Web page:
A Guide to the Clearing System: University Places 1995, By Howard Barlow Kogan Page #163;4.99. - 0 74941626 2.
University amp; College Entrance: The Official Guide UCAS #163;12. - 0 94824129 2.
The Times Good University Guide 1995-96, By John O'Leary and Tom Cannon Times Books #163;8.99. - 072300707 1.
Which University 1996, Hobsons #163;12.99. - 1806170412.
A Year Off . . . A Year On, By Suzanne Straw, Hobsons #163;7.99. - 1 86017016 1.
The Gap Year Guidebook 19967, Edited by Rosamund McDougall, Peridot Press #163;7.95. - 095197556 0.
The Good Gap and Sixth Form Guide, By Amanda Atha and Sarah Drummond Macmillan #163;9.99. - 0 333 60927 1.
Careers with an Arts Degree, By Philip Schofield, Hobsons #163;7.99. - 1 85324829 0
University places are still available for the coming academic year, but students will have to act quickly to find the one that suits them best. The temptation to panic and to take the first offer made to them should be resisted; after all, spending three years studying the wrong subject at the wrong university would bring nothing but misery.
A Guide to the Clearing System shows students how to negotiate clearing (including how to sell themselves to admissions tutors over the phone) and gives details of where to find up-to-date vacancy lists in national newspapers and databases. Only part of the book deals with the technicalities of the admissions process; there are brief (one-line) descriptive entries on the new universities and colleges of higher education, lists of institutions offering specific degree courses, and tables showing how many places were offered through clearing last year in each subject area (unsurprisingly, in medicine, only 95 vacancies out of more than 4,000 were filled this way). For some, the A-level grades gained this year will not be good enough for entry to a preferred course; information on careers suitable for non-graduates is included, as well as the addresses of a selection of crammers for those intending to re-take their examinations.
The choice open to students planning to enter higher education is bewildering; more then 200 institutions offer 35,000 degree and HND courses. The UCAS Official Guide lists all the available courses, together with expected entry requirements in terms of A-level and vocational qualifications. A weighty tome, this essential reference work is one to be consulted in the library rather than taken home. Attempting to answer the question of what is the "best" university, The Times Good University Guide offers its own league tables, giving a weighted ranking to colleges and considering such criteria as entry requirements, library spending, employment of graduates etc. It also provides rankings by subject in broad areas (for instance, humanities, social sciences, languages) using a mixture of assessment measures. In addition to these tables it has entries on individual institutions and advice on choosing an appropriate course.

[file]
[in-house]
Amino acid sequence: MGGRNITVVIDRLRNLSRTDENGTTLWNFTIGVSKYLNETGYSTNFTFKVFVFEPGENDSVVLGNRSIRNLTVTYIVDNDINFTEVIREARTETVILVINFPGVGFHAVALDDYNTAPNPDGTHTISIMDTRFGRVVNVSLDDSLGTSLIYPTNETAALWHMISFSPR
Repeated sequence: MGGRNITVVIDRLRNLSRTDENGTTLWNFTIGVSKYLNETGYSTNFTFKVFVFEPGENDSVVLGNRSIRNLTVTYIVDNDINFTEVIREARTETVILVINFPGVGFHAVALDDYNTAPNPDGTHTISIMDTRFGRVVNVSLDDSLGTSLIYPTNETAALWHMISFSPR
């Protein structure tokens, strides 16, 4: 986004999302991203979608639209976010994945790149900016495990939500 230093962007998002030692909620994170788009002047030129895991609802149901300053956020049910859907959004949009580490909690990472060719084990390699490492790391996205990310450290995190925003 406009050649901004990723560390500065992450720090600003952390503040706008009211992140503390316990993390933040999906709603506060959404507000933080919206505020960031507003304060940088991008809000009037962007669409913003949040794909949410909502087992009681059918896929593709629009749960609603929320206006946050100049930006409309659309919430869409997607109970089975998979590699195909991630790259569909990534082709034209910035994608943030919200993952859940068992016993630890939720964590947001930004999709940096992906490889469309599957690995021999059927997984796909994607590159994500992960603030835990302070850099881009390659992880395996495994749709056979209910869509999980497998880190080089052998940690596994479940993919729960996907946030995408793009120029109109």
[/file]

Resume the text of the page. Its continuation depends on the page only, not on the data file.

Which University 1996 gives more space to information on each of the colleges within the UCAS system, including those which offer franchised degrees from linked universities. A brief history, with details of special courses, facilities, male-female ratios and information on the amount of accommodation available to first-years is provided for each. There are lists of institutions under such headings as "cheapest college accommodation" "research prowess" and "colleges with most male students". The contents are arranged alphabetically by the name of the town, rather than the college; useful if a student has a particular location in mind.
Not all school leavers intend to go straight on to higher education; for many this is the ideal chance to do something completely different for a year or so. A Year Off...A Year On offers advice and contact addresses for the myriad projects, placements and working holidays that are available. From au-pairing in America to working with the handicapped in the inner city, it covers an enormous range of activities. Most are open to all, but some options - Voluntary Service Overseas, for example - like applicants to have some relevant experience. Personal accounts of people who have taken part make for lively reading.
Similarly, The Gap Year Guidebook 19967 is packed with comments and ideas for those looking for short-term employment or adventure. Enterprising students report back from such activities as spending a year in an American high school, studying French at the Sorbonne, or taking a tennis coaching course preparatory to passing on their skills to schoolchildren. The variety of experiences include the salutary; occasional homesickness, culture shock or real distress appear, but most young people seem to gain from their break.
The Good Gap amp; Sixth Form College Guide also looks at opportunities for those finishing GCSE and for pre-university students; sixth form colleges, crammers, places to study art, cookery, languages etc are covered, together with expeditions and working holidays. Many of the courses listed are in the private sector, and could be expensive.
Finally, after completing university, what are the chances of employment?Careers with an Arts Degree looks at openings for those whose qualifications aren't necessarily vocationally relevant. Part of the book is devoted to ways of making direct use of a specific subject in a chosen field, such as museum work for history graduates or orchestral performance for musicians, while the rest is devoted to more general career fields (management, the financial sector, public service) and an overview of trends in arts graduate employment. The message seems to be one of cautious optimism; arts graduates have slightly higher rates of unemployment than those in other disciplines, but fewer employers specify a requirement for a particular subject when recruiting graduates than did so in the past.
There will be a guide to other resources for choosing universities next week.